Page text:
Mike Wiedemer of Good Shepherd Church in Decherd was recently honored by the Tennessee Knights of Columbus as the State’s Knight of the Year.
Wiedemer joined the Knights in 1982, in Tullahoma, but made the rounds as active duty military for 32 years. “Every two years I moved around the country, changing my Council membership, until I came back to the Tennessee area,” said Wiedemer. “I joined the Winchester Council, 3431, and decided to keep my membership there, because I knew I was going to be moving around even more rapidly but ultimately returning there.”
He did return in 2004, and has been a member of the Winchester Council ever since. He is now retired from the military, doing part-time consulting on “his schedule” so he can devote most of his time and talents to the Knights, whose mission to help people and communities is close to his heart.
“I’ve always thought that one should give back to others, and to other organizations that support folks,” Wiedemer said. “The reason I stayed in the military is the reason I joined the Knights of Columbus in the first place. Service to others is important.”
And he has participated in quite a bit of it at Good Shepherd Parish and beyond. Seven years ago, Council 3431 asked Good Shepherd Pastor Father Jean-Baptiste Kyabuta what he would like the Knights to focus their energies on, and he suggested supporting the parish school, which eventually closed this spring. “So we undertook to do all the maintenance and cleaning of the school,” explained Wiedemer. “Some of us would go into the classrooms and help teachers with specific lessons. We’ve also participated in the major fundraisers for the school for the last eight years.”
Through the council, Wiedemer also helps maintain and raise funds for The Cowan Home, a group residential house for adults with intellectual disabilities. This is a transition program; the residents are individuals on the verge of being able to move from supported living to living independently. On-site staff, provided and funded by the state, help residents determine whether they’ll be able to successfully live on their own.
The Home’s capital assets are donated by the Knights of Columbus, including a large van used for transportation and community integration.
Still, one of Wiedemer’s greatest passions is his strong belief in the sanctity of life. Over the last year he was deeply involved in trying to get the pro-life amendment to the Tennessee Constitution passed.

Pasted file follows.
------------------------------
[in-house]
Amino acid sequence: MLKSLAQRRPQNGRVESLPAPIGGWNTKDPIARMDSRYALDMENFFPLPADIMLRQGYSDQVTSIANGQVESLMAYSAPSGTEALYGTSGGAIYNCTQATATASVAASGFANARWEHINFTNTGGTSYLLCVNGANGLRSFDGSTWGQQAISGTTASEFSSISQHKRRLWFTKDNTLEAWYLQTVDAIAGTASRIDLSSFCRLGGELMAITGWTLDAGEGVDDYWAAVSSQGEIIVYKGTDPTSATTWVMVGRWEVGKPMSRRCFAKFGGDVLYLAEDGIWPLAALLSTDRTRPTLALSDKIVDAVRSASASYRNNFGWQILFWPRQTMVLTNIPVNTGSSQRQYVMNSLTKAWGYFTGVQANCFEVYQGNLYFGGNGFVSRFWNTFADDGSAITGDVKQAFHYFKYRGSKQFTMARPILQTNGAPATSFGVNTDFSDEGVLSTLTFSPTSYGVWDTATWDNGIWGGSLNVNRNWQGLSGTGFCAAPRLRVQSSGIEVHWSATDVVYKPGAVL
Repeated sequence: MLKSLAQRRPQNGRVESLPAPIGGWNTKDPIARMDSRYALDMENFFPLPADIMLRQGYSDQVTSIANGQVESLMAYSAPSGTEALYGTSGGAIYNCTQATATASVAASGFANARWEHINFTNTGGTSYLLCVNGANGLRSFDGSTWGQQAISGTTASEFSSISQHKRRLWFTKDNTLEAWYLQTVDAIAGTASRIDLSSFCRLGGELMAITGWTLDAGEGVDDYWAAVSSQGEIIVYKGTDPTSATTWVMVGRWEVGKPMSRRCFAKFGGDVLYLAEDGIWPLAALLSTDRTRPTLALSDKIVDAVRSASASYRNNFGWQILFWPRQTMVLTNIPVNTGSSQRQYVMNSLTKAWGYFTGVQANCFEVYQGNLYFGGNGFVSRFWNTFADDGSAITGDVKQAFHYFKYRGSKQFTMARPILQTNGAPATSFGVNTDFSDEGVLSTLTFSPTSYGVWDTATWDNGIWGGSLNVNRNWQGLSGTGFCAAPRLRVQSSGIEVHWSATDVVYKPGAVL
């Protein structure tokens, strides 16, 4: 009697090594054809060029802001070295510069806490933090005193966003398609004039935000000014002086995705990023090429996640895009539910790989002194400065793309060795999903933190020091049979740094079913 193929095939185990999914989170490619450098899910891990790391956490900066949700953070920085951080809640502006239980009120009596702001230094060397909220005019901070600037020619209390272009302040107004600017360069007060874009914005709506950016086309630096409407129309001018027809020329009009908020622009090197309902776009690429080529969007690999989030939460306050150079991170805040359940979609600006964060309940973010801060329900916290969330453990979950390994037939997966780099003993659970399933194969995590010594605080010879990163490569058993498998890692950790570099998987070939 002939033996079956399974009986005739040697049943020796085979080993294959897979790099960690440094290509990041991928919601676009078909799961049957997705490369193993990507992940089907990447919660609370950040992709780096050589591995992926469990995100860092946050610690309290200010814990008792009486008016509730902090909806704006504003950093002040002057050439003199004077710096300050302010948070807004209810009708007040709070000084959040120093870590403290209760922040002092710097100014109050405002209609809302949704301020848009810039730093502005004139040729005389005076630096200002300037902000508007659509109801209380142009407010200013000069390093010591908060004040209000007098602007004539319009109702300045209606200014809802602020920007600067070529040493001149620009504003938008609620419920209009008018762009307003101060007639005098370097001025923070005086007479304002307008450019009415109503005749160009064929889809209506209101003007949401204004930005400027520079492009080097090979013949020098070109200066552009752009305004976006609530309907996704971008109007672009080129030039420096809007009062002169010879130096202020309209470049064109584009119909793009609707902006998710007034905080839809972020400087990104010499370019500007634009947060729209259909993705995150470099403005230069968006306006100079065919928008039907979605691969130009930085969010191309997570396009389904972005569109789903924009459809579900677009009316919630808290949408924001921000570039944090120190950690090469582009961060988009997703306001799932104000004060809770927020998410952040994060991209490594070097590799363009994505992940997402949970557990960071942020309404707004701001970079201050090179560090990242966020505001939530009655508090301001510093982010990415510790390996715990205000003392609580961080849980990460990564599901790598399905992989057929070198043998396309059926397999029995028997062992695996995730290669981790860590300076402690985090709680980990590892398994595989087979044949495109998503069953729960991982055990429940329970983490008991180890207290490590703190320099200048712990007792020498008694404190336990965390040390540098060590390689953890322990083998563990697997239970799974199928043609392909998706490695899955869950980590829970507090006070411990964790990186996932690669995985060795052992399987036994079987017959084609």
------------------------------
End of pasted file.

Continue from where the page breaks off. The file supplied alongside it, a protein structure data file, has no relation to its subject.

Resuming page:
That passion comes from his commitment to the Catholic faith. He has been active as a Catholic lay minister in numerous duties since 1977 – as a parish council member, as a lector, and as a Eucharistic minister.
Wiedemer, along with several of the Knights, was part of a group in Franklin County who organized church leadership from all denominations throughout the county. “We hoped to get their congregations well educated on the features of the law, and what the amendment was all about,” said Wiedemer. “That way they could make an educated and informed decision in terms of voting on the amendment.”
The group distributed flyers and were present at all polling places. They held monthly meetings at various locations throughout the county, and gave presentations at several rallies.
“I think the grassroots efforts in this case were enormously successful, not only through the efforts, but also through the prayers of the people,” said Wiedemer. “The amendment passed, even though we were outspent by Planned Parenthood about 10-1.”
It’s not hard to see why Wiedemer was selected as Knight of the Year. Besides his pro-life advocacy and his volunteering for the Good Shepherd School and Cowan Home, he has served as Grand Knight of the Winchester Council for three years, and is currently its Pro-Life Program Director. At the parish he is trainer for all Eucharistic ministers and lectors, as well as the Knights of Columbus altar servers. He’s also the chair of the Good Shepherd Scholarship Committee, which grants up to four-year college scholarships to qualifying high school seniors.
He is also on the Knight’s ceremonial teams that conduct initiations for all four degrees of the Knights of Columbus, and is the conferring officer and team leader for the Third and Fourth degree teams. Starting July 1 he began serving as the Ceremonial Chairman for the state.
As a retired Air Force general and the former commanding general at the Arnold Engineering Development Center in nearby Tullahoma, the patriotic component of the Knights is of particular importance to him. “Once a year I have the opportunity to serve on the state panels for Senator (Bob) Corker for all of the applicants from Tennessee for the military academies,” said Wiedemer. “I’m also on the Governor’s Aerospace and Defense Advisory Committee that helps retain and attract aerospace and defense industries to the state.”
Each one of the Knights of Columbus Councils – there are about 100 in the state – has the ability to nominate one of its own for State Knight of the Year. The accolade is then voted on by District Deputies and approved by the State Deputy, culminating in an award plaque being bestowed at the annual state Convention held in the spring.
This year’s recipient was not expecting the acknowledgement. “It was a very pleasant surprise,” said Wiedemer. “It’s a great honor and privilege to be recognized by such a great group of patriots and volunteers.”